One city's experiment in merging governments
By all accounts, it was an unusual place to sign a legislative bill--on a table set up in the middle of Louisville's busy Sixth Street.
But nobody missed the symbolism. On one side of the street is the Jefferson County Courthouse. On the other is City Hall. The bill, signed by Gov. John Y. Brown March 4, sets in motion a plan to merge the two often-competing bodies that inhabit these majestic buildings.
It's one of a handful of such plans for municipal reorganization in America's urban areas. Many cities consist of a fairly compact core city surrounded by a large suburban ring. The result: duplication of services, as the suburbs set up bureaucratic systems paralleling those of parent cities.
Indianapolis, Nashville, and Lexington, Ky.--nearby cities that Louisville would like to emulate--recently have consolidated their governments, effectively extending what was a municipal administration into a countywide authority.
But while the logic of consolidation is obvious, it frequently meets insurmountable resistance (as it has in Boston) from local governments afraid of being swamped by the problems of the central city.
For at least 25 years, observers say, that kind of resistance has characterized Louisville. Recently, however, there has arisen what one government official calls ''a fragile and unique coalition'' in favor of the recently signed government option (GO) bill. The leadership has come from both sides of Sixth Street: from the Democratic mayor, Harvey I. Sloane, and the Republican chief executive of the county, Judge Mitch McConnell.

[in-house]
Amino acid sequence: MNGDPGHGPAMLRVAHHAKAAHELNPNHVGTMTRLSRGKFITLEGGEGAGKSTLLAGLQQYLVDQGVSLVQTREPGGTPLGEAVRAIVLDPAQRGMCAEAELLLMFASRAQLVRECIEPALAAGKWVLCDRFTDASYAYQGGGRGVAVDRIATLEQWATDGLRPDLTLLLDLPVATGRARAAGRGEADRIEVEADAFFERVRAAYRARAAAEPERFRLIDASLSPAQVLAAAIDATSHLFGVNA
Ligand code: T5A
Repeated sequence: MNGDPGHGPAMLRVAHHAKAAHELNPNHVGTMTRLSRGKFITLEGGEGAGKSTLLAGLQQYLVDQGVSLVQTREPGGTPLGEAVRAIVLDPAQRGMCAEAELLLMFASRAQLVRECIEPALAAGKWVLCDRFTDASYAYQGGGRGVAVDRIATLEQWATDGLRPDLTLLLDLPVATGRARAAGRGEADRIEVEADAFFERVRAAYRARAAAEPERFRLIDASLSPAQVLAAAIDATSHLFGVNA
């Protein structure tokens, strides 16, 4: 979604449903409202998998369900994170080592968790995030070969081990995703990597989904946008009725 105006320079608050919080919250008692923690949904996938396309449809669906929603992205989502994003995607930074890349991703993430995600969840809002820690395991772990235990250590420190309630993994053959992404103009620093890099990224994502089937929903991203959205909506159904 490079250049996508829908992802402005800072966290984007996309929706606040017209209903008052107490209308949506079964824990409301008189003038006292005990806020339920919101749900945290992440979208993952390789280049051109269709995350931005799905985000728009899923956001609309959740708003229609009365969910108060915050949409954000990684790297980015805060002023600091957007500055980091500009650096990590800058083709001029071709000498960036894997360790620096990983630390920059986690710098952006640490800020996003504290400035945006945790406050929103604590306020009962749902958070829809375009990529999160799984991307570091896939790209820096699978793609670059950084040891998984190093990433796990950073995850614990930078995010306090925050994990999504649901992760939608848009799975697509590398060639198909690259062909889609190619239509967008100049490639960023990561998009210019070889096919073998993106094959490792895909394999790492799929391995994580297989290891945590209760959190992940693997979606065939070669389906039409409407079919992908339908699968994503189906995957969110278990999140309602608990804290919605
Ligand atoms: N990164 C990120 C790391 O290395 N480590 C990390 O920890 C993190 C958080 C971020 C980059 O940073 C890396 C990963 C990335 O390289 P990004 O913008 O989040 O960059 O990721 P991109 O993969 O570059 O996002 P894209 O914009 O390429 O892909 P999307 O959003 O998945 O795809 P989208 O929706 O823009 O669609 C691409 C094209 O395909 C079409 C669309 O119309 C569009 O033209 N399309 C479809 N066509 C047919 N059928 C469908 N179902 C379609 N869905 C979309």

Since the mayor's election last November, the two have worked side by side to push the measure through the state Legislature--even though the reorganization will mean that one of their offices in effect will disappear. Also on their side: the Chamber of Commerce, the trade unions, and (after they were promised taxing autonomy) many of the county's 89 towns.
The bill allows the mayor and the county chief executive to set up a 26 -member commission that will place a plan for consolidation before the voters next November. In recent interviews with the Monitor, both men said they based their support for the bill on two things:
* The desire for more efficient government--for what Judge McConnell calls ''a structure that provides accountability.'' He says he wants a system that delivers under one umbrella the social, safety, and recreational services now duplicated on each side of Sixth Street.
* The need for the 750,000 people in the greater Louisville area to speak with one voice in attracting new job-creating businesses. ''Symbolically,'' says Mayor Sloane, ''it's very important to have the community viewed as one that is moving together.'' The two governing bodies currently compete for economic development dollars.
Judge McConnell envisions a final plan that will provide ''a strong-mayor form of government,'' as well as a council of perhaps 11 members. He hopes for a three-year transition period, with the new plan taking effect when his and the mayor's terms end in 1985.
The plan has opponents, however. Some see it as a veiled attempt to raise suburban taxes; others fear a dilution of power, especially among the 28 percent of Louisville's population that is black. Still others see analogies between this merger and one in 1975, when the city and county schools merged. Within weeks of that consolidation, a federal judge ordered busing to desegrate the system--a decision that still generates heated controversy, and which some fear may poison the waters for the government merger.
But most agree that the plan is not a political power play by either the mayor or the judge, both of whom may seek higher offices in 1985.
''Whose particular political advantage it serves at this time is irrelevant, '' says Judge McConnell. Mayor Sloane agrees, saying that the plan has been his priority because ''I think it's the single most important thing that can happen (to Louisville) in the next decade.''